By Debra L. Smith, Attorney at Law and Mediator*
During this COVID-19 crisis, while staying at home, you may decide to make some major changes in your life that involve family law issues. Where do you turn if you can’t get into court for a period of time? What are the best ways to get family law issues resolved amicably? What are five ideas for steps to take now? Who can you hire? Where do you turn?
First, determine what are some family issues you may be considering?
Some could be:
- You and your significant other may decide to get married and want to have a Prenuptial Agreement;
- You may be a parent, unmarried and want to work out a good parenting plan, financial plan and need to decide other important issues with the other parent;
- You are separated from your spouse or are thinking about separating to divorce and want to resolve it in a positive way;
- You are divorced and your income has significantly changed on a long term basis and you are trying to figure out the best plan going forward; or
- You need to figure out what is the best parenting plan to pursue for your children as you are divorced and the children are older now and the old parenting plan isn’t working well now.
Second, figure out what professionals do you want to work with?
There are different types of professionals trained in forms of Alternative Dispute Resolution who work on family law issues, who are lawyers, mental health professionals, financial professionals, mediators and others you may be able to work disagreements out with in an amicable and respectful way.
Third, determine what is the best process for you.
Can you negotiate the issues with your significant other, spouse or ex-spouse or do you need more help? Can you hire two lawyers who can try to negotiate a resolution? Will the lawyers you hire plan to go to court when the courts open for business as usual? Consider other options such as Collaborative Law and Mediation.
Collaborative law uses a team approach and meetings with lawyers, mental health professionals and at times, a financial professional working together to achieve an amicable resolution. It is private process. It may help maintain positive relationships between the parties after the collaborative law process is completed amicably. See https://lawdebsmith.com/collaborative-law.
Mediation uses a neutral professional with 30-32 hours of training in mediation. The process is private. The mediator is a neutral who helps the parties try to resolve matters amicably. The mediator does not make the decisions. The parties are helped by the mediator to determine the best resolution for them and the parties make the decisions. It is also a private process. It may help maintain positive relationships after the mediation is over where resolution is achieved. See https://lawdebsmith.com/mediation.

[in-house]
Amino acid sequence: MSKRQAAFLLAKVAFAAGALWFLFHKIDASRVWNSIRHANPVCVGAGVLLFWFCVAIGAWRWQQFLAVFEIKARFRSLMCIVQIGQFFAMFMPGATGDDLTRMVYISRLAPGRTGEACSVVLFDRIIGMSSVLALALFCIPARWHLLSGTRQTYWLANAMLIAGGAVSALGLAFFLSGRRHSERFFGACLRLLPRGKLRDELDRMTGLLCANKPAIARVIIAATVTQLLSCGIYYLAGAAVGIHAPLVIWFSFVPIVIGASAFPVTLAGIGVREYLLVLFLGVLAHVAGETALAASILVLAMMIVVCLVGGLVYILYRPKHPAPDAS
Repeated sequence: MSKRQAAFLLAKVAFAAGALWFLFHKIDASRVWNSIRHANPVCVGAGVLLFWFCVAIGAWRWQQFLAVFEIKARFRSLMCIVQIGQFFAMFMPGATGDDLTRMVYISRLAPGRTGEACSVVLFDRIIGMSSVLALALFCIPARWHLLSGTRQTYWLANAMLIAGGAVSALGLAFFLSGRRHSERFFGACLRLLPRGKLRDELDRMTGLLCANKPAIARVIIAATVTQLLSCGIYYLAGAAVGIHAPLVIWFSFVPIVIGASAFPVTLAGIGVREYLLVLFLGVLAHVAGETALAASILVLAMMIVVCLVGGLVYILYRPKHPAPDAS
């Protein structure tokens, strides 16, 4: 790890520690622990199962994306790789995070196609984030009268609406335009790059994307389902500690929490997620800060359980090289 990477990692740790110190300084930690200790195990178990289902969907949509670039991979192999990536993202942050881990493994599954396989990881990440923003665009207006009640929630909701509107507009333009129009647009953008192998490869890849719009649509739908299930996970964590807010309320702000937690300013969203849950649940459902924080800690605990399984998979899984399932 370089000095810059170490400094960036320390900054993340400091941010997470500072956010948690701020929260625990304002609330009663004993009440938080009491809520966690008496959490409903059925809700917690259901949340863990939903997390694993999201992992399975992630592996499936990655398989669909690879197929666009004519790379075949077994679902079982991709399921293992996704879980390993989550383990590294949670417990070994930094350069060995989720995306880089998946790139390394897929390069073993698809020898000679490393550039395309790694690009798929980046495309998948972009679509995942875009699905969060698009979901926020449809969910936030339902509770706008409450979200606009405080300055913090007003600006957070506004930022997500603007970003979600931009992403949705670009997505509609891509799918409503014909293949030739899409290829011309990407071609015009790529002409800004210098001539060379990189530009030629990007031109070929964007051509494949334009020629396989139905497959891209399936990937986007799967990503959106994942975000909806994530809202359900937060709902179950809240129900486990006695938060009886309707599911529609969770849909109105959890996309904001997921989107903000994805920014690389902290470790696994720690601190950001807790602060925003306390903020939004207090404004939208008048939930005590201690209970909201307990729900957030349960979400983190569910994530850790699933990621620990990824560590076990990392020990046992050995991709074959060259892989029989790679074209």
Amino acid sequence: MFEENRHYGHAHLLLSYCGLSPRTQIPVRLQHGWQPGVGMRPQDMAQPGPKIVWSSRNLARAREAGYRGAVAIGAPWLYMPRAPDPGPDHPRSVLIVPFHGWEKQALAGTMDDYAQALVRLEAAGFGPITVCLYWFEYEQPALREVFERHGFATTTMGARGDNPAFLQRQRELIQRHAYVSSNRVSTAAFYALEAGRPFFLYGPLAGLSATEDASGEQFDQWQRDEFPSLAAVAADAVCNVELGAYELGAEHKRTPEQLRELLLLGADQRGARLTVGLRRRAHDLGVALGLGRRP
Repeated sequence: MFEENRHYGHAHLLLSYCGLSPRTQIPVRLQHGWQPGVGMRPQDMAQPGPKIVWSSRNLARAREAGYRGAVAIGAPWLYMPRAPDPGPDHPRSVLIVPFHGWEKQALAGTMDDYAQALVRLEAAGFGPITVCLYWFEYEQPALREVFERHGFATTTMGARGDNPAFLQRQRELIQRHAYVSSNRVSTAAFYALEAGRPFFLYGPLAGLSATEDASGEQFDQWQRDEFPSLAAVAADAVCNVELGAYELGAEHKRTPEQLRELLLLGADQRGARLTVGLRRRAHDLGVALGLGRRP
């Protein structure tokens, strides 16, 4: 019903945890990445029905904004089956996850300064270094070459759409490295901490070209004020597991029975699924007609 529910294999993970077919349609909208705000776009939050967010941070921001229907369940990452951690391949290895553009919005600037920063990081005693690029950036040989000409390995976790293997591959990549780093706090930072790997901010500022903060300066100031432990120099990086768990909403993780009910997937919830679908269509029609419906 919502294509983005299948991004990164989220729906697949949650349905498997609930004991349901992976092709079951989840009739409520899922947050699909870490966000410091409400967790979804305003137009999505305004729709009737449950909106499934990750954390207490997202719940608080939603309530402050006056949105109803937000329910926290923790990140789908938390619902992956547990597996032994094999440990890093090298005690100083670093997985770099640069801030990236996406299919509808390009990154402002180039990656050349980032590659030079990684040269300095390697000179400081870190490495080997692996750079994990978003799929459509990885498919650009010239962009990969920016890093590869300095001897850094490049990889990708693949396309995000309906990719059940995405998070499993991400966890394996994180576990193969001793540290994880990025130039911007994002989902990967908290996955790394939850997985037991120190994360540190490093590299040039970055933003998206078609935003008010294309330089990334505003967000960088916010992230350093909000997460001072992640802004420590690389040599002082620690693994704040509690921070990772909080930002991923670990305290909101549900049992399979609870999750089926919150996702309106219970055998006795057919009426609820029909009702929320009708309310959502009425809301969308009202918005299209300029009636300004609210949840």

Fourth, what options can you pursue out of court while the courts are on a limited schedule and you can’t get into court immediately during this crisis?
Many professionals in Massachusetts can do mediation or collaborative law remotely. Here are a list of mediators who are members of the Massachusetts Council on Family Mediation: https://mcfm.org/find-mediator. Here is a list of collaborative professionals who are members of the Massachusetts Collaborative Law Council: https://massclc.org/directory.
Fifth, can collaborative law and mediation be done remotely?
There are professionals who have been trained in Mediation and Collaborative Law, who can help during this COVID-19 crisis by working on family law issues remotely. As long as all parties and the professionals have a secure internet connection, zoom,
Gotomeeting or another way of connecting remotely, matters can be worked out amicably using alternative dispute resolution such as collaborative law and mediation remotely.
So stay healthy, follow the federal, state and local protocols during this COVID-19 crisis and consider if you have a family law issue, to contact a family law professional who can work with you remotely.
*This article is not meant to provide legal advice by Attorney Debra L. Smith. It is meant for informational purposes only. Attorney Smith states that one should seek legal advice on their specific case.
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